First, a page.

Constructions of Greek Past

Identity and Historical Consciousness from Antiquity to the Present

Editor: Hero Hokwerda
In May 1999, a second conference of Hellenists (of all periods and subject areas) from the Dutch-speaking countries was organized in Groningen. The theme of this second conference was ‘Constructions of Greek Past. Identity and Historical Consciousness from Antiquity to the Present.’ The conference theme was described as follows:

When seeking to establish its own identity, a culture (country, people, nation) readily resorts to its own history, which it uses either as an example or as something to react against. In recent years there has been a growing awareness that this process often reveals more about a culture in the present day than the historical era to which it harks back: its own identity, and thus its own history, are ‘constructed’ in this way. The constructional approach is usually applied to the birth of new nation states and the development of their national ideologies, particularly in the nineteenth century. But it can be applied more broadly too.

Greek culture is an excellent subject area for studying this phenomenon even further back in history, precisely because its history is so long and included several ‘Golden Ages’ to which later periods could (and can) hark back. Greek culture still presents itself as a product of Ancient Greek and/or Byzantine culture. However, the problem of continuity in Greek culture has frequently manifested itself, particularly during periods of radical political, ideological or demographic change.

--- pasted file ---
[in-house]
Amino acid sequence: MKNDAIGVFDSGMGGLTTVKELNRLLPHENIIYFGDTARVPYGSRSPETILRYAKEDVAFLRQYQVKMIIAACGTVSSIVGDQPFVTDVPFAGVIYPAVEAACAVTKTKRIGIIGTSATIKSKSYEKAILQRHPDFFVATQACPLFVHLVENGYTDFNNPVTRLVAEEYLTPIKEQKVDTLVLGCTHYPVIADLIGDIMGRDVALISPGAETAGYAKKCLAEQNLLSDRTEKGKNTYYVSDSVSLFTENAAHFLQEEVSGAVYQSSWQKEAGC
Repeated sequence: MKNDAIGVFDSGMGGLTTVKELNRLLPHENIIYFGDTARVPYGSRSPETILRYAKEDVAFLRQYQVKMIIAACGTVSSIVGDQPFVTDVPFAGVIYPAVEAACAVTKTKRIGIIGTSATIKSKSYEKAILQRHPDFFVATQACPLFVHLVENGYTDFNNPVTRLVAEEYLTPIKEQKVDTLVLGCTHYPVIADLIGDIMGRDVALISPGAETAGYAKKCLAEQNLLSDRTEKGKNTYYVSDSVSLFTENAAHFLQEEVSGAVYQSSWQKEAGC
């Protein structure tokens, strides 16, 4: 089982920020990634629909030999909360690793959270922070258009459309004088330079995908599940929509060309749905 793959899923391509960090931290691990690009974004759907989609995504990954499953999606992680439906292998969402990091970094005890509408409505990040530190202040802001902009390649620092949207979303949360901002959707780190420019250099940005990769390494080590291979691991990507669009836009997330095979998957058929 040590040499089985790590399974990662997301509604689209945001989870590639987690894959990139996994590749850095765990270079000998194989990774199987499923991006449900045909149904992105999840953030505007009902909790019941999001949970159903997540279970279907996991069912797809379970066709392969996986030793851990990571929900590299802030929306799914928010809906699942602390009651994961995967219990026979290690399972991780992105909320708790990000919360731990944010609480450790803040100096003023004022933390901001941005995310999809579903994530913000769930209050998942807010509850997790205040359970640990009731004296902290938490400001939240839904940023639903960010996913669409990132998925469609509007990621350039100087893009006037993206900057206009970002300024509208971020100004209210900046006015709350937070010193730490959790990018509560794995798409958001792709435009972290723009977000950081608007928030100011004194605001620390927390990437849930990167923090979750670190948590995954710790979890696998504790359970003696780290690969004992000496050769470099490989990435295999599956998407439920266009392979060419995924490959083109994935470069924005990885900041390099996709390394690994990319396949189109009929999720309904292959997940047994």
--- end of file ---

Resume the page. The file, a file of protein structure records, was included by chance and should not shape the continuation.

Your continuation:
The Homeric influence on the Mycenaean world is therefore also an aspect of this phenomenon. The Homeric world served as an example for later periods, as did the Attic period for the Greeks in the Hellenistic-Roman age. The tensions between the Hellenistic and Roman character of the Greek world had a strong influence on the shaping of the Greek identity during late Antiquity and the Middle Ages. Those tensions still exist today (ellenismós/ellenikótita v. romiosyni).


The theme was designed to bring together Hellenists of all periods and disciplines (literature, language, history, archaeology, ecclesiastical history, sociology etc.) relating to the Greek world. The colloquium sessions were held in Dutch, but the papers are published in English (two in French).

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